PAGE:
Manufacturing Fireworks: The Processes Involved

With 4th of July celebrations coming up this weekend, we thought it might be nice to celebrate fireworks manufacturers. While this is a type of manufacturing that occurs outside of the machine shops in our nation, the process can be interesting to those who like to know and understand things. Though there is some mechanization involved in making the stars (the colored part of the explosion), the majority of the process typically requires little to no machining and is, instead left to master pyro-technicians who complete the job by hand.

While the earliest fireworks were paper or bamboo tubes stuffed with charcoal and sulfur, these early fireworks did not produce an explosion (just a flicker of lights and smoke). Many changes have come about since then, with more advanced fireworks being used in the United States since the nation’s early days. Scientific advances in the 20th century, however, created increased dangers for celebrants, and both our federal and state governments began regulating fireworks as early as the 1930s.

There are multiple types of fireworks ranging from simple Oriental-style shells that produce spherical burst patterns to the more complex Italian-style shells that are responsible for the elaborate fireworks seen during a show.

Please note: this article is not meant to be a “how to” article and, as such, we have left out many of the finer details to discourage those who seek to create anything illegal. We advocate safe and legal celebrations for the 4th of July.

The whole process begins with the creation of gunpowder which is shipped to fireworks manufacturers throughout the country. Once received, it is combined with a coloring agent and an oxidizer. Coloring agents and other effects can include a wide variety of different metals, but the most common are the following:

Color/effect

Metal

Red

Strontium, lithium

Orange

Calcium

Yellow

Sodium

Green

Barium

Blue

Copper

Azure (sky-blue)

Cesium

Violet

Potassium, Rubidium

Gold

Iron, Charcoal, Lampblack

White

Titanium, Aluminum, Beryllium, Magnesium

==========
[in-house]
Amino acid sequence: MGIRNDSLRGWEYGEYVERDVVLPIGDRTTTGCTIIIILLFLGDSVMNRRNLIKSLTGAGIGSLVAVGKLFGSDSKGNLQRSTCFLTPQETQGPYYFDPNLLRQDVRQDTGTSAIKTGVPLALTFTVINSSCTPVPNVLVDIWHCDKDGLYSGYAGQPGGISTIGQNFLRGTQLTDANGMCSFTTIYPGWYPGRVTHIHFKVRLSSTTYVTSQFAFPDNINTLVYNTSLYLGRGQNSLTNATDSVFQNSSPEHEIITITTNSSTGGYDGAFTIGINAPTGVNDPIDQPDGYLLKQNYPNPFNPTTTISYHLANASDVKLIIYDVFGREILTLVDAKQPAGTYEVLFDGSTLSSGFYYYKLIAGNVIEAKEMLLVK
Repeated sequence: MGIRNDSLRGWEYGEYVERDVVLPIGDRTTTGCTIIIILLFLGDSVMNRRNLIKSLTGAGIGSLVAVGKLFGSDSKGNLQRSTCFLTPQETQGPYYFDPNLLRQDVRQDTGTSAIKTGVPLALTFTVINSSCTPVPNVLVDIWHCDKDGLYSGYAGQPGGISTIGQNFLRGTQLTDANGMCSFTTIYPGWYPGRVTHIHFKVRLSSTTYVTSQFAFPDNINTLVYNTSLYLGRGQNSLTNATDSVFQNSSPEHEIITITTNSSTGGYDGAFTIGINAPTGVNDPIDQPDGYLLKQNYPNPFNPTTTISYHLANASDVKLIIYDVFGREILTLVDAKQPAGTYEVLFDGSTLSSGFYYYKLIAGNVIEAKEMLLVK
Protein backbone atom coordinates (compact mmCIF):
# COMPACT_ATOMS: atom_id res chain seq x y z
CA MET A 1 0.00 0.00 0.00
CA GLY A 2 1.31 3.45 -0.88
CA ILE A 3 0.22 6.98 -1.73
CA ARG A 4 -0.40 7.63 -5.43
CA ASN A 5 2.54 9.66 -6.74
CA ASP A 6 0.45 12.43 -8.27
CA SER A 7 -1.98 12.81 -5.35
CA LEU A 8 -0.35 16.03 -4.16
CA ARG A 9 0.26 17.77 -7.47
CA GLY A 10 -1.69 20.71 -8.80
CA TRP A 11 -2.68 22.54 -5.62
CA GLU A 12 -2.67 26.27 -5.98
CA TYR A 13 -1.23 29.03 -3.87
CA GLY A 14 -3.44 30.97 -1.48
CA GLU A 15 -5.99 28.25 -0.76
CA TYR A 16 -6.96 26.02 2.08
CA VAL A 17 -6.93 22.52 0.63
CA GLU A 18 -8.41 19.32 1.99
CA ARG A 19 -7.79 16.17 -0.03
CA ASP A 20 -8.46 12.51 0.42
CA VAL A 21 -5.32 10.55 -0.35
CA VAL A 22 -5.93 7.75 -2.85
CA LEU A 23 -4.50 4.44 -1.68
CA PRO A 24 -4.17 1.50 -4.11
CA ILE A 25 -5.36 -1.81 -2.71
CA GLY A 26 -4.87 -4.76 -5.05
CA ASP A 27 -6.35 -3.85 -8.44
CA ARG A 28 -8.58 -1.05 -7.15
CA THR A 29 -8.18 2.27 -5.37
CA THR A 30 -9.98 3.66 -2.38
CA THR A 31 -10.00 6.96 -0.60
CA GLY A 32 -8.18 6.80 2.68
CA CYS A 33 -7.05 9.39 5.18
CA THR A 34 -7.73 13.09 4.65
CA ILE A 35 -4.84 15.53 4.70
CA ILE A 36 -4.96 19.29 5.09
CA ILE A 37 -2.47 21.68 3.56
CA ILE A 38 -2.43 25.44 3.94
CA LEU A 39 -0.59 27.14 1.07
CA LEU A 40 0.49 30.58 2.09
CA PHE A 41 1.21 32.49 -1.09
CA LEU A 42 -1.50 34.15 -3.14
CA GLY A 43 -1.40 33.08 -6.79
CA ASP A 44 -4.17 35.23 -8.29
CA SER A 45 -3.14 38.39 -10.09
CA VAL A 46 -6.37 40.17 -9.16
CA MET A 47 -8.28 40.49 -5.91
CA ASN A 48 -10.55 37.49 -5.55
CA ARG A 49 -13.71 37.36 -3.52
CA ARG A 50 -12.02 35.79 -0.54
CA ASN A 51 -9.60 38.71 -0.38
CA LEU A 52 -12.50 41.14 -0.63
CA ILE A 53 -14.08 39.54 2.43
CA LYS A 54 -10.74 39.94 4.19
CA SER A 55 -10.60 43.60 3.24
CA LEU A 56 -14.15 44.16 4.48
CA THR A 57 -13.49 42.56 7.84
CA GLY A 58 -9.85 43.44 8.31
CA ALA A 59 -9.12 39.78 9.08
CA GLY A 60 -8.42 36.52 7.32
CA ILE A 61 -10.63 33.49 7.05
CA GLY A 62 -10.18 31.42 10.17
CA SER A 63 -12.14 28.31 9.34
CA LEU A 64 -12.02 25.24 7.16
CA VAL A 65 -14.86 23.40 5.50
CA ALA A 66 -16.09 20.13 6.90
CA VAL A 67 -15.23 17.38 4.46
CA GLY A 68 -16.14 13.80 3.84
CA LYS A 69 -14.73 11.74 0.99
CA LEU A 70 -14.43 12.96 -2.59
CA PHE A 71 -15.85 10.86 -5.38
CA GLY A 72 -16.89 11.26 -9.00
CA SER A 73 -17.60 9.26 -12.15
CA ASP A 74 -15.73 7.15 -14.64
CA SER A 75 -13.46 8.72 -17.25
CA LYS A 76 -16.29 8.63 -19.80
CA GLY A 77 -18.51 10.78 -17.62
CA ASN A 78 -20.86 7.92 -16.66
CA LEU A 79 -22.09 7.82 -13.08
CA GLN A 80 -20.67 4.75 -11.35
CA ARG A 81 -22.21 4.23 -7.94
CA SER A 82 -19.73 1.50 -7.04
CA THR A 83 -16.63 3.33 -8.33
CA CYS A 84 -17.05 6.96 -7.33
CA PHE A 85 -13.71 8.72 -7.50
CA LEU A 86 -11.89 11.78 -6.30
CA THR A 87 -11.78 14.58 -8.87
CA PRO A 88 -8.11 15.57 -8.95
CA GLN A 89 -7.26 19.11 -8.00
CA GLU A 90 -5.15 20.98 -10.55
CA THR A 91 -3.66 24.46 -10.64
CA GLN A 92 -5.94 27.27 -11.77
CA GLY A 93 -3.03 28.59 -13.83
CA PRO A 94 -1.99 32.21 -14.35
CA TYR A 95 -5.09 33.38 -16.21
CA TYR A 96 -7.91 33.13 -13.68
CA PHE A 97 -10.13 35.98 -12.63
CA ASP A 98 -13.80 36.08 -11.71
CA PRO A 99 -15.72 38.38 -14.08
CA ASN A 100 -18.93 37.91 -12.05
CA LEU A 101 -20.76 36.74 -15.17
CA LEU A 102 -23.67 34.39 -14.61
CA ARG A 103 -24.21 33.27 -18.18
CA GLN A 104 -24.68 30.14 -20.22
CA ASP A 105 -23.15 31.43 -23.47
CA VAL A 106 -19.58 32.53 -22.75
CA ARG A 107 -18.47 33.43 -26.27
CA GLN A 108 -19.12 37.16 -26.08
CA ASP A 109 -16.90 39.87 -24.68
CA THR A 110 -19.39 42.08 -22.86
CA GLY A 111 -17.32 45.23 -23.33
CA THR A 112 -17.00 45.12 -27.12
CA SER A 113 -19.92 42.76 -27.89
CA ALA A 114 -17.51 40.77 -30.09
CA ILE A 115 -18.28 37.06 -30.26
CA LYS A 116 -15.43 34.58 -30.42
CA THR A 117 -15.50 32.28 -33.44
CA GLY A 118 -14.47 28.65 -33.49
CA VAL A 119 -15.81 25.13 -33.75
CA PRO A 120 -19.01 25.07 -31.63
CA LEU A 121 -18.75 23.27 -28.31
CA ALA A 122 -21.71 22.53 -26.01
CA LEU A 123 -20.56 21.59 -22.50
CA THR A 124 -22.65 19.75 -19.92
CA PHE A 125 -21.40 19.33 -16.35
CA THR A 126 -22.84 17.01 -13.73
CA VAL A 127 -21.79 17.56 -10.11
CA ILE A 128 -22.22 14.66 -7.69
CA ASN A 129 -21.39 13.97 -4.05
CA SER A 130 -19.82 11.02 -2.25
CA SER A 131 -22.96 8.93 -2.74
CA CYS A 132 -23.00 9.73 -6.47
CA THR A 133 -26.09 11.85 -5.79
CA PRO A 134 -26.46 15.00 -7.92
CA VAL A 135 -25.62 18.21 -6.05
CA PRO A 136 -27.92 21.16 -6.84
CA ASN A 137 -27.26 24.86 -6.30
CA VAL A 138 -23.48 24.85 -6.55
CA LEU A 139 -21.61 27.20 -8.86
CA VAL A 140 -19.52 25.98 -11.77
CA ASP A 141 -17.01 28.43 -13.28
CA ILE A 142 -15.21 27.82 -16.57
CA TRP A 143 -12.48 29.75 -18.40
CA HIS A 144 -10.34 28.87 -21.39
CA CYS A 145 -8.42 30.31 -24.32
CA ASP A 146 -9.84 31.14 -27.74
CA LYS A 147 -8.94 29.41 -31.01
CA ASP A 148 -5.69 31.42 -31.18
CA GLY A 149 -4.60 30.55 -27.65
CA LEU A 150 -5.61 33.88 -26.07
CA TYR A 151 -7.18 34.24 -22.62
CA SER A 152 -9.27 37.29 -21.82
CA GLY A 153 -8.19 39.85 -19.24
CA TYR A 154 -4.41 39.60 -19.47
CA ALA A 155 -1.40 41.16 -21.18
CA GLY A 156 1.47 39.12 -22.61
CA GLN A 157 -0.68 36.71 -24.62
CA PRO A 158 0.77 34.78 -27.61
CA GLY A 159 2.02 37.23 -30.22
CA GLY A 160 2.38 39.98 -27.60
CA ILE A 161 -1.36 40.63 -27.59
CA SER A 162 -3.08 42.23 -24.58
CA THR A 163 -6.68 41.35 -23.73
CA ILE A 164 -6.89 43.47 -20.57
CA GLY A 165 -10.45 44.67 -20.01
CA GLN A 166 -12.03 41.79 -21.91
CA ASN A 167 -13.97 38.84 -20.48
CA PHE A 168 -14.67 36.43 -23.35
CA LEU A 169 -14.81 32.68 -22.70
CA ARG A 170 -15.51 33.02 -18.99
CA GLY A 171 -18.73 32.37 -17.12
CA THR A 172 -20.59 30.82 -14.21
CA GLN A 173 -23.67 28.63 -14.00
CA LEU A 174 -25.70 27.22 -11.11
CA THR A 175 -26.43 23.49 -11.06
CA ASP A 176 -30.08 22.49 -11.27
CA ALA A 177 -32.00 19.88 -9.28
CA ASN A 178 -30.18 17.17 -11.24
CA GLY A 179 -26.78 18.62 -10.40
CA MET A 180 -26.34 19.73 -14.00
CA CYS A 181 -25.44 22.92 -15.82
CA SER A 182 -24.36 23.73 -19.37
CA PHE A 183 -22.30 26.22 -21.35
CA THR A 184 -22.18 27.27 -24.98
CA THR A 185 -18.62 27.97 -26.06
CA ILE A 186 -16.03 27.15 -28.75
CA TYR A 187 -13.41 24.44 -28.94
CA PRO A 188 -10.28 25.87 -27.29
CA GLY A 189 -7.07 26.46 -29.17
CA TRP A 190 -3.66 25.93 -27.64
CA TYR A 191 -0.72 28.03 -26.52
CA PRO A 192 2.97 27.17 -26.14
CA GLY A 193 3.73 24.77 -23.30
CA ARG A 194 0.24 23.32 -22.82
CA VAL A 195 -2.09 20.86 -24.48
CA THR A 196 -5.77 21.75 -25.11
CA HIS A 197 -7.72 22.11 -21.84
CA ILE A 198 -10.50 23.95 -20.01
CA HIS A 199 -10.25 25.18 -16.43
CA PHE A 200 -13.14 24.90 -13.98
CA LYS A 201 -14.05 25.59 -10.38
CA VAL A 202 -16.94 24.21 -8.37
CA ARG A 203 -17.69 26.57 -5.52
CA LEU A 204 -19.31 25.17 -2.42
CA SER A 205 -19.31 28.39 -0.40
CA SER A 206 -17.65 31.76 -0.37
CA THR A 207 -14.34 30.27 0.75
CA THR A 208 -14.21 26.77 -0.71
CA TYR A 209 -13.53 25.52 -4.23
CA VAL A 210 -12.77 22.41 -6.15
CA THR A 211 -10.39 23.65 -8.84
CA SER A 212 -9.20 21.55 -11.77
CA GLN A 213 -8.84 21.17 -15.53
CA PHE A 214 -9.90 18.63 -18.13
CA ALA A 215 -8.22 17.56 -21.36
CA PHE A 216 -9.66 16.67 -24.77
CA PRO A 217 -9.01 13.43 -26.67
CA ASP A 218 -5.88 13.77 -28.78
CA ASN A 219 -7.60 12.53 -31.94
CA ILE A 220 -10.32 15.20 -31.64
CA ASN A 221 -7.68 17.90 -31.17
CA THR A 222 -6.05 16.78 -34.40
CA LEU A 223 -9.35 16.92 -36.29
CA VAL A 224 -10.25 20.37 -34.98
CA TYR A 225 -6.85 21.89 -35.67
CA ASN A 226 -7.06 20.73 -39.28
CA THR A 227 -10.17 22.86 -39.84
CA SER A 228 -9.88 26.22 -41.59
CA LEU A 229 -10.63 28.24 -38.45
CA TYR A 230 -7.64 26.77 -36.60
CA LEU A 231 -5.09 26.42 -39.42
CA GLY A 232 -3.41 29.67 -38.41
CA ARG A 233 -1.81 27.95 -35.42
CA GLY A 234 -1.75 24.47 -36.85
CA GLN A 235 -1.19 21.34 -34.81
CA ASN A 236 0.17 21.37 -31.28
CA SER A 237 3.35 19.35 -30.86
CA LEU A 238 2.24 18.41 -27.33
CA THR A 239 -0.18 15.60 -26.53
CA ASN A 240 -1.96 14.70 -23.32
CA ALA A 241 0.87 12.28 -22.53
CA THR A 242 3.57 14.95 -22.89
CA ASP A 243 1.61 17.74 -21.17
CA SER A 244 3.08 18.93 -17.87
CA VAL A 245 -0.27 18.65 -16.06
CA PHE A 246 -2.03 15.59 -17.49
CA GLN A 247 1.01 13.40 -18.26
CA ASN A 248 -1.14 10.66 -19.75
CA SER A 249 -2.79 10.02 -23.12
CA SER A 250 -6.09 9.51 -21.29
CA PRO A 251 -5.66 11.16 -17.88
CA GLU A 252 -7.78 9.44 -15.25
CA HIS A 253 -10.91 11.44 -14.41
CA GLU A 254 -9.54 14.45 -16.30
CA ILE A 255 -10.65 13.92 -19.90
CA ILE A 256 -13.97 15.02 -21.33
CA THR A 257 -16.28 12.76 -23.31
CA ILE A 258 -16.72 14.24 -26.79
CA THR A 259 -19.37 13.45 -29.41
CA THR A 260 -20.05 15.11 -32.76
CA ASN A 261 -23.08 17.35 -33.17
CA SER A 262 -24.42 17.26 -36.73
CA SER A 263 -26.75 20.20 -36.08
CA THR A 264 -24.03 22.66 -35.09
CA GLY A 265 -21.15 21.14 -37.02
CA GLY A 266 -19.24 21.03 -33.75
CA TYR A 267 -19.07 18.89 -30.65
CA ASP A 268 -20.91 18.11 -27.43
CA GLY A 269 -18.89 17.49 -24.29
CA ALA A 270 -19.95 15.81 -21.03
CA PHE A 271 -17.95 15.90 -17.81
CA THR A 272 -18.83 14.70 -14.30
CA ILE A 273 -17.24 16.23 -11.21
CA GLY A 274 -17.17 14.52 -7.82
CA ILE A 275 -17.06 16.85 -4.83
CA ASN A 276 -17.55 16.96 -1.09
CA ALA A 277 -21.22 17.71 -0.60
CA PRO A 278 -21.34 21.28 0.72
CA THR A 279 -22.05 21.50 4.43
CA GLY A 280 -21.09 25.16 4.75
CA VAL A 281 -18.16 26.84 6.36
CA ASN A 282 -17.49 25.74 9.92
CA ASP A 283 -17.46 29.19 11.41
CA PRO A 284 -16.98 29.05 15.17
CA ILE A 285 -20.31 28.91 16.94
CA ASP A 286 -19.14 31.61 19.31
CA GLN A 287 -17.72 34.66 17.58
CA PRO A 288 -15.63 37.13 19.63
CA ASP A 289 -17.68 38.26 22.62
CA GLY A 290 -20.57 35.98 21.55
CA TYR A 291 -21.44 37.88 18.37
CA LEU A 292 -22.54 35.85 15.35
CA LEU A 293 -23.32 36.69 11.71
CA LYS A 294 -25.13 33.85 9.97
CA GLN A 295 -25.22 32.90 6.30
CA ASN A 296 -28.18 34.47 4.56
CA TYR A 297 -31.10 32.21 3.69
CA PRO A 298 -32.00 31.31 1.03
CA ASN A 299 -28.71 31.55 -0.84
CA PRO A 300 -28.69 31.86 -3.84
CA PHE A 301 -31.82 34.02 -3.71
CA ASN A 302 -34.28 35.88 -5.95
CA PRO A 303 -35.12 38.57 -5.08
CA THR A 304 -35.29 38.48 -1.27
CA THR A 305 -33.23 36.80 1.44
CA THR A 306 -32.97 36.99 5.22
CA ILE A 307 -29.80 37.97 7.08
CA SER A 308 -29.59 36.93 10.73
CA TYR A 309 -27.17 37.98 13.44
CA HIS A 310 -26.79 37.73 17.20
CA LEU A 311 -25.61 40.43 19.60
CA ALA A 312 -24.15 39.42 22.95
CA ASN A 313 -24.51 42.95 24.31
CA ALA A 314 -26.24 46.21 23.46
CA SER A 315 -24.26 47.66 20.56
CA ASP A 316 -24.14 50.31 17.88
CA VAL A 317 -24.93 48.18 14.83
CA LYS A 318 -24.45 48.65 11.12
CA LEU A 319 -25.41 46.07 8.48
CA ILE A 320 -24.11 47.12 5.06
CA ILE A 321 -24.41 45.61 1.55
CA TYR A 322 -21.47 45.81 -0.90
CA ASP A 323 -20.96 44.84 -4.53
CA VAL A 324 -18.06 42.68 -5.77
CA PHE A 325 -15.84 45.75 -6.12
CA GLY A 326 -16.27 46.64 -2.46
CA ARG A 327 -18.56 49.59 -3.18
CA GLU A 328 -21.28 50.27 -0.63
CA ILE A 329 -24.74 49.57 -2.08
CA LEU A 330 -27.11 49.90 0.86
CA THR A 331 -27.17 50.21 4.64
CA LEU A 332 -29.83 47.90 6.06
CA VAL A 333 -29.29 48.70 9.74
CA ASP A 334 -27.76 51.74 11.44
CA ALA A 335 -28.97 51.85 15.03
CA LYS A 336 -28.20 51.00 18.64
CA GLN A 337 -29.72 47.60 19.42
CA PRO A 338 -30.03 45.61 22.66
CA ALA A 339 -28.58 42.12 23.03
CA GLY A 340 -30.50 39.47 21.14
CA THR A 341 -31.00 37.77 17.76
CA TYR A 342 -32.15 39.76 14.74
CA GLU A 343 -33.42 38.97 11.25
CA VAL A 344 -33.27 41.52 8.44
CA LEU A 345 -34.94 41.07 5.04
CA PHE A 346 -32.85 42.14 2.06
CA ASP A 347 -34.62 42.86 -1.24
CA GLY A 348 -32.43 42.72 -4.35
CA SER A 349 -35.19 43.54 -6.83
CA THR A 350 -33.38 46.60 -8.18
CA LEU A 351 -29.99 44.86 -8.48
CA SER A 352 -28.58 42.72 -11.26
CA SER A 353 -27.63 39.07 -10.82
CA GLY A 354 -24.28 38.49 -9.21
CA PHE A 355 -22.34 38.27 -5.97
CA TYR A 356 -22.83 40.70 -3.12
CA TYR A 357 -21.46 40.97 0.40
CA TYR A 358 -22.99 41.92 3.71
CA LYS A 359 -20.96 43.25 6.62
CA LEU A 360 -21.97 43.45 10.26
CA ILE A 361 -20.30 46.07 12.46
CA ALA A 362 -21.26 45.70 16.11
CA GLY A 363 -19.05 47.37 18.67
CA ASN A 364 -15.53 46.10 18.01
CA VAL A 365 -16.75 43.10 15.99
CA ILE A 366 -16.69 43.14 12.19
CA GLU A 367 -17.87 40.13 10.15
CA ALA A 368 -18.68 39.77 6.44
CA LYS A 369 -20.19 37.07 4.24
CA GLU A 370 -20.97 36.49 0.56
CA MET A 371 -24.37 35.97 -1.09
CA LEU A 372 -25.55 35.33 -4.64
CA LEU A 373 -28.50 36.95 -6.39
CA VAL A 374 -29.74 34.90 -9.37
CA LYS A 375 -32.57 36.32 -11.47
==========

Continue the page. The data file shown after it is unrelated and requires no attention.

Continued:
Sparkling effects

Antimony

Smoke effects

Zinc

 

Once the coloring agent is added, the powdered mixture is sifted through spark-resistant screens, added to a tumbler, mixed with water, and formed into dough. This dough is then cut into different shapes and sizes to form pyrotechnic stars. The shape and size of the stars has a large effect on the fireworks seen in the air on the 4th of July. That said, the patterns these stars are aligned in within the shell also makes a big difference in the patterns viewed in the night sky.

The shells of most fireworks are made of cardboard and generally come in two halves (of a globe). Once made, the stars are placed into the cardboard shells along with a breaking powder and a fuse. The halves are then put together, taped, wrapped repeatedly in paper and left to dry.

After the shell has dried, an additional fuse is attached to the outside along with a lift charge (to propel the firework upward). At this point, the fireworks are labeled, packaged and shipped to different locations across the country.

Like many other processes in manufacturing, this process is delicate, and precision is a necessity.  In light of this, Brooks Associates would like to tip our hats to those involved in manufacturing our Independence Day celebration fireworks for their hard work and meticulous efforts!

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